The Difference Between Coronavirus And The Flu
They have similar symptoms, but COVID-19 is at least 10 times deadlier than the common flu -- and that's not the only reason doctors are worried.
Despite dire warnings from health authorities across the globe for ordinary citizens to take the COVID-19 coronavirus seriously, some online commentary and everyday conversations are downplaying the virus as little more serious than common seasonal influenza.
While the two can have similar symptoms -- fever, runny nose, cough -- the coronavirus is completely different to influenza, and you need to take it far more seriously, infectious diseases experts warn.
What is the difference between the flu and coronavirus?
"Normal flu is caused by the influenza virus, which is a completely different group of viruses to the coronavirus," infectious diseases expert Raina MacIntyre said.
"Flu is a different group of viruses. It's a much less serious illness. It can be a serious infection but not as serious as COVID-19. With coronavirus, the chance of dying is at least 10 times higher," Professor MacIntyre said.
Dr Chris Burrell, a virology expert, says the two are "completely unrelated viruses".
"The mortality rate from seasonal flu is about 0.1 per cent. With COVID-19, the rate is above one per cent, and in some studies, as high as four per cent."
Burrell stressed some coronavirus studies may be "very unreliable" as the true rate of infection in some countries is not yet known.
He suggested that many people may have mild infections without knowing or being tested -- but said regardless, the mortality rate for COVID-19 was far higher than the regular flu.
MacIntyre said COVID-19 is likely to infect more people than the flu -- each coronavirus case having the potential to infect three other people, with flu more like two people -- and that an infected person remains contagious for up to 21 days.
This is much longer than the flu, for which a person remains contagious for between three and seven days.
What makes COVID-19 more dangerous than flu?
Burrell said, typically, 80 per cent of people who contract coronavirus have experienced mild symptoms. Another 15 have severe symptoms needing special care, and five per cent have critical issues requiring urgent care.
He said each year's flu season is different, but generally they are "more mild" and less serious than the coronavirus rate of illness.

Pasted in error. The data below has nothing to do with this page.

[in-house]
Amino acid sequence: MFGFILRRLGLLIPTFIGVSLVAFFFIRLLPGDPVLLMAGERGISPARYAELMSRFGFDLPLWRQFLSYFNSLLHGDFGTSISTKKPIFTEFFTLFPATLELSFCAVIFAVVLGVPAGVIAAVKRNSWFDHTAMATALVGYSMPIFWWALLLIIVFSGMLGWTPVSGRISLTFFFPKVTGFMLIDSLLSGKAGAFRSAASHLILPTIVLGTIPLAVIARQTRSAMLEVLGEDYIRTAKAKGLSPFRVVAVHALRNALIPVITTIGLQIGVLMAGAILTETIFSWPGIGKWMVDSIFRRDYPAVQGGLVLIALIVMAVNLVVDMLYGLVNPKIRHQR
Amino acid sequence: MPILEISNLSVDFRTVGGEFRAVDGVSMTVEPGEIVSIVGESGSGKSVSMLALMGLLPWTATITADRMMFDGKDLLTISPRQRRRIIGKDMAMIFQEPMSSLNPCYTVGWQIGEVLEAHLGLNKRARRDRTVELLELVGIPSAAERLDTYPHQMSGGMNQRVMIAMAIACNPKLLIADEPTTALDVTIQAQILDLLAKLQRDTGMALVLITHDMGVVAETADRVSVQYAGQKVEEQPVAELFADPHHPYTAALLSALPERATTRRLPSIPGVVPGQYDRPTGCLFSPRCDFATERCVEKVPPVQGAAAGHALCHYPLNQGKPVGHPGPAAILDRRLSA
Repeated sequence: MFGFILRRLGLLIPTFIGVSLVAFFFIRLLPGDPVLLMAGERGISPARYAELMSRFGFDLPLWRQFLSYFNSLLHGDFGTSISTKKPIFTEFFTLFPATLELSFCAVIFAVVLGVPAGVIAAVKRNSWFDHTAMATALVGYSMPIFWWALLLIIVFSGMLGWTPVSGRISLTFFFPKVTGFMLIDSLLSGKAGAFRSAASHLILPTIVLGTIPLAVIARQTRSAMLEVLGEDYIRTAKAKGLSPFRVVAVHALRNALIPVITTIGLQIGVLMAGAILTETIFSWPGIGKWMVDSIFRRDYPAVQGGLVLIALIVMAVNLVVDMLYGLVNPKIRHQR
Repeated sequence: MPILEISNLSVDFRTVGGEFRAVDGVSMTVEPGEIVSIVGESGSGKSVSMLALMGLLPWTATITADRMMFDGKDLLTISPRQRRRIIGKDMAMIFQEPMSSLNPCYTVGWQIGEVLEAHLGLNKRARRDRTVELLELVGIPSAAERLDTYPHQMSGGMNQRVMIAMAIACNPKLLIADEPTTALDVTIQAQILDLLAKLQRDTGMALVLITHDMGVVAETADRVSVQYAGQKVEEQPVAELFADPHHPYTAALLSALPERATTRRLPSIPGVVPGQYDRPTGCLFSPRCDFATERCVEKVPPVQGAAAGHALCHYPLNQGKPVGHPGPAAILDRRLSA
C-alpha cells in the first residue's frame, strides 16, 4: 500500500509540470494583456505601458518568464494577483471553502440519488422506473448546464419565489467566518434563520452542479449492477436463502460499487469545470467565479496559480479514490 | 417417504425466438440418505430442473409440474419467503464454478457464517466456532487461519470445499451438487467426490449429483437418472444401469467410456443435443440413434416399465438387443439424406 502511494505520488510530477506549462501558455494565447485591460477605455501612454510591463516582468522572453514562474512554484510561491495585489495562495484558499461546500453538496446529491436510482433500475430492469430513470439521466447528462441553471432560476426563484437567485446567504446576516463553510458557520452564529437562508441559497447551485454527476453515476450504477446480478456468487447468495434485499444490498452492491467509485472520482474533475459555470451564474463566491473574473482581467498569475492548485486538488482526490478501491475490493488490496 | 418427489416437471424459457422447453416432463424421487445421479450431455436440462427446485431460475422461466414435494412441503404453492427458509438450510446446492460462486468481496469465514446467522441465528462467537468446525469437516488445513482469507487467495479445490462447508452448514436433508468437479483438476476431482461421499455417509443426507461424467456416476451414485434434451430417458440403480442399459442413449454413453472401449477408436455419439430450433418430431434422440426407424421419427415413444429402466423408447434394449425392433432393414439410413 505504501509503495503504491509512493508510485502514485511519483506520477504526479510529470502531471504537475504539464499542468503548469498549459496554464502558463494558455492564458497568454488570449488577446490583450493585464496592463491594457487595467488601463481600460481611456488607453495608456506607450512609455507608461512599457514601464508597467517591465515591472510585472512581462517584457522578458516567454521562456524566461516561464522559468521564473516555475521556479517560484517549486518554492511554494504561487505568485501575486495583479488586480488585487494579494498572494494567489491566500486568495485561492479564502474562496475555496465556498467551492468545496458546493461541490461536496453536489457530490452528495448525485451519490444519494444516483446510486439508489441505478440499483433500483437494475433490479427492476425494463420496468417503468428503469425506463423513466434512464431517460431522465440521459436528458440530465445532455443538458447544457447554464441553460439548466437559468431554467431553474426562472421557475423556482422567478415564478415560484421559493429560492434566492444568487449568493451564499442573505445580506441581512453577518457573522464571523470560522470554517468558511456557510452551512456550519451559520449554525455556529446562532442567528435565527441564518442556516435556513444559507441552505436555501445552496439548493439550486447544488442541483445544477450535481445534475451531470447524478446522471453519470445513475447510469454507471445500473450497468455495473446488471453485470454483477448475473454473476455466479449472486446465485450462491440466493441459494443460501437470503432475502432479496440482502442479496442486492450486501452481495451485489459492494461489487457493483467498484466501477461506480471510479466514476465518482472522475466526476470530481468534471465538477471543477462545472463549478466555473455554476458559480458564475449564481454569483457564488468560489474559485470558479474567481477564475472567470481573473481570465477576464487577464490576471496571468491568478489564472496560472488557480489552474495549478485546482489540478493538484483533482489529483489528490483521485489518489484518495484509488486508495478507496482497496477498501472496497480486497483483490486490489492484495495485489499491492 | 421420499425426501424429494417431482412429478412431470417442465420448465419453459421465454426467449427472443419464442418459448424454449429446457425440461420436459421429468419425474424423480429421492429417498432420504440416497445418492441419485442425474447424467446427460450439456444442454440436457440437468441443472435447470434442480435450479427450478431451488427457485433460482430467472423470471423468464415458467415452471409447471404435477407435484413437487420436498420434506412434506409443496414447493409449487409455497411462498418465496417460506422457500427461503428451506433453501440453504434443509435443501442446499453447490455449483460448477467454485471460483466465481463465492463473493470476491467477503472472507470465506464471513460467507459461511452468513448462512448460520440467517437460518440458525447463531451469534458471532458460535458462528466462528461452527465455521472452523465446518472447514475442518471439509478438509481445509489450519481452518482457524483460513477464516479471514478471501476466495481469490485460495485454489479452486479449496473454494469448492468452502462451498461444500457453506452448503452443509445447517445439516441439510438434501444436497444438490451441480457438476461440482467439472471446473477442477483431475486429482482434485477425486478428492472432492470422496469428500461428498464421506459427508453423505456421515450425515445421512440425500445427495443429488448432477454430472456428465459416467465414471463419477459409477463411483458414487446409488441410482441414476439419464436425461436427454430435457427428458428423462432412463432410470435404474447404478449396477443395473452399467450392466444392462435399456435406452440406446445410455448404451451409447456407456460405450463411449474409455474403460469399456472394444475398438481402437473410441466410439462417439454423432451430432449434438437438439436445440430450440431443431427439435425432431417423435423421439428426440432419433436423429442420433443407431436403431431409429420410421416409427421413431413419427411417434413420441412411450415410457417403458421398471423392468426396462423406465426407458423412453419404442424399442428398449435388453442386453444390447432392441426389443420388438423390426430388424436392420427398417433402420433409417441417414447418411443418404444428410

Burrell said many people have some level of immunity to flu, and their bodies could battle the infection to some extent -- this could be thanks to a flu vaccine, or lingering immunity from a previous infection.
But he said the world does not have that protection against COVID-19.
"With coronavirus, the whole world is susceptible. This can determine the percentage of people being infected and the rate of spread. If flu has to reach two or three people before finding one person susceptible, it won't spread as fast," Burrell said.
"If coronavirus gets a running start to spread, and it's not meeting any partly-resistant people, it can go through the whole population."
It's not just the direct illness and symptoms
Because nobody has immunity to COVID-19, and it could potentially be contracted by more people than the flu, there are fears it could overwhelm hospital systems.
On Wednesday, Scott Morrison announced thousands of student nurses will be tasked with assisting hospitals across the country in dealing with the crisis, to ease the burden on medical staff.
"It's more than 10 times as likely to kill you, and also put you in hospital or intensive care," MacIntyre said.
"More people needing hospital cares or ICU beds will strain our system."
This links to the concept of "flattening the curve", a term which refers to spreading the number of coronavirus cases out over a longer period of time, so that fewer people are sick at once -- therefore the health system is under less strain.
While hospitals are well-equipped to handle the current coronavirus load in Australia, health systems overseas, such as in Italy, have been overwhelmed, with more patients needing ICU beds than there are available. Doctors have been forced to make heartbreaking decisions on which people they give intensive care beds to, and who will miss out.
"People may be getting less than the best level of care because enough machines aren't there to help," Burrell said.